Saturday, September 1, 2012

Review: Ethos – Logan Richardson

On the cut, “Himorme,” on Walter Smith III’s recording, III (previously reviewed here), alto saxophonist Logan Richardson makes a strong guest appearance.  I’d never heard a full-length recording of Richardson’s before, so I decided that his 2009 recording, Ethos, would be our next one to review.

Ethos starts out with “Soundtrack.”  Immediately apparent on this tune, besides its prettiness, is Richardson’s unusual choice of instrumentation, which includes vibes, cello, guitar, and a vocalist who adds tones without lyrics.  Richardson’s solos over a background laid down by those players.  Richardson’s sound here is more assertive than it is in his performance on III.  His sound is basically softly rounded but he has a nice edge to it (more so than, say, Jaleel Shaw), and his phrasing is very thoughtful but still soulful; you get the sense that he’s constantly thinking while playing, developing and changing up his lines.  The tune changes direction after the alto solo, and vibist Mike Pinto plays a good solo with enthusiastic support from drummer Tommy Crane.
“Dissolving Resolution of Childhood” is a gentle tune that Richardson plays in unison with vocalist Colin Killalea, though he breaks off to improvise against the repeated melody.  Guitarist Gregg Ruggiero adds his own thoughtful, careful lines in a solo that fits the tune perfectly.  “In Searching” has Richardson showing his more aggressive and wild side, playing some harsh and fast lines in a trio with Crane and bassist Chris Tordini.  “Plugged In” has alto, voice, and vibes together playing a repetitive melody line, basically an ostinato.  Richardson solos against this, as does Ruggiero, though very briefly. 
“Faith” slows things down, with Richardson playing a slow melody and with Patrick Petty’s cello and Tordini’s melodic bass both playing prominent roles.  Richardson displays more emotion than usual on this solo.  “Vaal” is an ethereal duet between vibist Pinto and Richardson, with Pinto moving into a repetitive figure behind Richardson’s slippery improvised lines.  After Richardson quietly ends his solo, Pinto improvises by himself, but only briefly before Richardson comes back to close with the melody.  “Thin Line” has a slight Spanish tint, which the rhythm section holds while Ruggiero plays a much-too-brief solo, before Richardson again takes the spotlight.  Pinto then solos, also too briefly.  The tune changes up a bit with a guitar and bass ostinato while drummer Crane plays a solid but brief (are we seeing a pattern here?) solo.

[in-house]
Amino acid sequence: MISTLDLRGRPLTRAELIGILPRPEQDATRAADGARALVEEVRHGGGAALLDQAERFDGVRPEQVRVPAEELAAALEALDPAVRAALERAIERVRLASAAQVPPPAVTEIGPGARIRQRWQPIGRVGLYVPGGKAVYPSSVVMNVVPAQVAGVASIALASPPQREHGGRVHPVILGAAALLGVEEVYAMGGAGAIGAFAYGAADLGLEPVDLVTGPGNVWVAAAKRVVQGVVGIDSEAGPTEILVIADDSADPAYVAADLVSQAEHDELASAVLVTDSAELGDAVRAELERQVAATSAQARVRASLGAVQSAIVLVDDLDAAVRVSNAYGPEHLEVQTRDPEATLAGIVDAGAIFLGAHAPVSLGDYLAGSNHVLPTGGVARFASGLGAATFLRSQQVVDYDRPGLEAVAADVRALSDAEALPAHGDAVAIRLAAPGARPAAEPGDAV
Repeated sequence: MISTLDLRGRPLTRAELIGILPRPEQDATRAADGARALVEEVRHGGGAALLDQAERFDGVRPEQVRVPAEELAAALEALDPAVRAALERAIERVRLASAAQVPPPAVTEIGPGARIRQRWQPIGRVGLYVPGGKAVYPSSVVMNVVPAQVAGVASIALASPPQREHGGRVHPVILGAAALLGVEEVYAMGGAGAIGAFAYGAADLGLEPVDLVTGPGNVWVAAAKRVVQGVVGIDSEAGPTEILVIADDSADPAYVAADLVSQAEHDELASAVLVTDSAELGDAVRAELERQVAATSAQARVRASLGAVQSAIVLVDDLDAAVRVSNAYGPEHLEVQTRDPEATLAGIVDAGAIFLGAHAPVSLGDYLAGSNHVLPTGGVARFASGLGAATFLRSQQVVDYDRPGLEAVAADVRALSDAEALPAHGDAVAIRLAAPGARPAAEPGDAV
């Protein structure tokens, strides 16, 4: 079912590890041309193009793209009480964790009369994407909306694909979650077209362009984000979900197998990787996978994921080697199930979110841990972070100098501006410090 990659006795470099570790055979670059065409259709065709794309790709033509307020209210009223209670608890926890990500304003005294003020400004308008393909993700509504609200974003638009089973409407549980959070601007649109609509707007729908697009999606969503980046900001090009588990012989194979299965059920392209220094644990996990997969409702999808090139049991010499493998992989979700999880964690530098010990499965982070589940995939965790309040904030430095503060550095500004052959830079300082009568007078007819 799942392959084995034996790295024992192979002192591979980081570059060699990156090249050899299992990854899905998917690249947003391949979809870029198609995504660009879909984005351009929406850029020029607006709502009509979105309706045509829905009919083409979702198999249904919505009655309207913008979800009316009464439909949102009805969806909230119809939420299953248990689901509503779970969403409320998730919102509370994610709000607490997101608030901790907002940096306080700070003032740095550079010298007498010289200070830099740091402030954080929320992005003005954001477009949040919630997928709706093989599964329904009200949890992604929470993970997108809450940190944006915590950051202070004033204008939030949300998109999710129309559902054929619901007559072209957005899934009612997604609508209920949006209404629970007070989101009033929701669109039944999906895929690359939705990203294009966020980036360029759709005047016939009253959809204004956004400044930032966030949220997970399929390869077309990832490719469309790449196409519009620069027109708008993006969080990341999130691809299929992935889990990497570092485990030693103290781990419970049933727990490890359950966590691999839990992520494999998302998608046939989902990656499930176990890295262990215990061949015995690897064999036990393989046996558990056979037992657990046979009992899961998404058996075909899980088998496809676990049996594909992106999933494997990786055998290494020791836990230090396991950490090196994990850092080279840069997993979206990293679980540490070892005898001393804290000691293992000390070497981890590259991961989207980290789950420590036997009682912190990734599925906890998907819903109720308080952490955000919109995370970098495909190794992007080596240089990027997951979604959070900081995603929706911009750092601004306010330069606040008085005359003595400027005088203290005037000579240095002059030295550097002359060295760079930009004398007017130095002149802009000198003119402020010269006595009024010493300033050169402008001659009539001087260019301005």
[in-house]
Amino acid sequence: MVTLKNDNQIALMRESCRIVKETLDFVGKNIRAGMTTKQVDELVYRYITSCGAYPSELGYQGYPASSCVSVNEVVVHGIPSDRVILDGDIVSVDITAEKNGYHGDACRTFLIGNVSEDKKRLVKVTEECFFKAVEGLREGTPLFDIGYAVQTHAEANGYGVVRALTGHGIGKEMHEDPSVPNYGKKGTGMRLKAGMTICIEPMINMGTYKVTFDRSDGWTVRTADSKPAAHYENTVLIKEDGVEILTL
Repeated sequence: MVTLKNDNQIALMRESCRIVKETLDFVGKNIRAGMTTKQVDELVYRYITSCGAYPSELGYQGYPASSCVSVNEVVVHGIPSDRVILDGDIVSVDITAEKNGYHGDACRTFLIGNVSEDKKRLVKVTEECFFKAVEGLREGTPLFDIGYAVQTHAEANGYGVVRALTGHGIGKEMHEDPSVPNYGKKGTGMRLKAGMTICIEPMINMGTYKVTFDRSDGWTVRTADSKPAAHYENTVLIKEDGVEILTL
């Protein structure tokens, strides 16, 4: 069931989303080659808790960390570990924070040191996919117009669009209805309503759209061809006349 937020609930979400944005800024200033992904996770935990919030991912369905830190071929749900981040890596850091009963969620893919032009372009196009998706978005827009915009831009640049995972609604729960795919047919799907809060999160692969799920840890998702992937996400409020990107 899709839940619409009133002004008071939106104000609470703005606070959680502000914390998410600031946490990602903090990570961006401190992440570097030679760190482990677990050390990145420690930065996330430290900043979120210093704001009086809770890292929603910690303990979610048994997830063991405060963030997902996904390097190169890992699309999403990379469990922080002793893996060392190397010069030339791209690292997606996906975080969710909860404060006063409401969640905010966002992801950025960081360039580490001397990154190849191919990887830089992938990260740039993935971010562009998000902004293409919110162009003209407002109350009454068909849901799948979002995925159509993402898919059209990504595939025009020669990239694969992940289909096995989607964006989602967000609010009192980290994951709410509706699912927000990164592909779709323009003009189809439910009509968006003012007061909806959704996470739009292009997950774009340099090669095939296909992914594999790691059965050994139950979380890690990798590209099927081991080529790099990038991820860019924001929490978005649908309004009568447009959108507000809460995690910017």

“Prelude to Wanting” is a solemn, brief melody focusing on alto, cello, voice, and guitar, with no improvising.  “Wanting” has a stately theme, repeated by voice and guitar as a background to Richardson’s swirling lines (including some crisp activity from Crane on drums).  “Tricky” has Richardson again showing off what he can do on a speedy tune with accompaniment of just bass and drums.  “Chance” is another placid duet between Richardson and Pinto.  “Open Doors” is a more straight-ahead tune (after a free-form intro), with first Pinto and then Ruggiero playing solid solos.  Then Richardson contributes an aggressive, gritty solo. 
“Philanthropic Landscapes” begins like a chamber piece, with vibes, cello, and wordless vocals, to which Richardson adds his improvising.  Richardson’s alto comes off as emotional, soaring, and a little bluesy, a nice contrast to the gentle, drum-less background--maybe his strongest playing on the recording.  “Isometric” is a third duet between Richardson and Pinto; they make a good team, with Richardson taking full advantage of Pinto’s sensitive backup.  The recording closes with the quiet, mid-tempo “Pathos,” on which the entire group contributes.  Richardson plays another aggressive, free-ranging solo against the gentle background cushion of voice, vibes, and guitar, with the proceedings ending quickly and without fanfare.
Ethos is an excellent recording, coming off a bit like the previously reviewed Barefooted Town, by David Binney.  Like Binney’s recording, Ethos has strong compositions (all by Richardson except for Pinto’s “Vaal”) and an unusual choice of instrumentation.  The vibes, cello, guitar, and wordless vocals give a very light feeling to the music, which also must be due to Tordini’s and Crane’s light rhythmic touch.  Richardson’s aggressive, gritty, and slightly astringent playing contrasts well with this backdrop, though because of the basic lightness of the alto sax, it is never overbearing.  Richardson is an excellent alto player, whose playing is always thoughtful and interesting.  The title of his previous recording, Cerebral Flow, describes his playing accurately, as well as the general character of the music on Ethos.  The only complaints I have are related: some of the cuts are too brief and underdeveloped, and Richardson is a bit of a solo hog; the solos of his more-than-competent comrades are frustratingly brief and too infrequent.  Having said that, it’s hard to complain about Richardson hogging the spotlight when his playing is so good.  But this recording would have been even better with fewer tunes and longer and more solos from the supporting cast.

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